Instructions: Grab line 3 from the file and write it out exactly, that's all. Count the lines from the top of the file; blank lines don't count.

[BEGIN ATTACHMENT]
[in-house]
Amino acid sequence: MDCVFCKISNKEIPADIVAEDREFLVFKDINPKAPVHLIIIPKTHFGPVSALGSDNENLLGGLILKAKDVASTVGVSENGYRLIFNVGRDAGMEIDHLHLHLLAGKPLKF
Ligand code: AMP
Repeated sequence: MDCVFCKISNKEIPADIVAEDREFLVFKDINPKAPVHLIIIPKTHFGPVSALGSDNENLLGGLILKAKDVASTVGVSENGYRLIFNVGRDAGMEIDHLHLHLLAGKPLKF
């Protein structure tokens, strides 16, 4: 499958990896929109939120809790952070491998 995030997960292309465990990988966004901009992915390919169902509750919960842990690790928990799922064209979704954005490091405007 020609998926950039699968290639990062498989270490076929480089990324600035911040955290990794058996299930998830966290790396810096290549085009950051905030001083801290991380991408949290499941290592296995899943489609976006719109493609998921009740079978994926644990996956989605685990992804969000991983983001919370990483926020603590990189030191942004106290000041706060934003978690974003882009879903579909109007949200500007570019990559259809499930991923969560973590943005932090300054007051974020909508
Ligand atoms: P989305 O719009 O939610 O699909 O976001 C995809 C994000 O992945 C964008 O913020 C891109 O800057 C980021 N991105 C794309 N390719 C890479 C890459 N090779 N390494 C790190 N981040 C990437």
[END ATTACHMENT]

Ligand code: AMP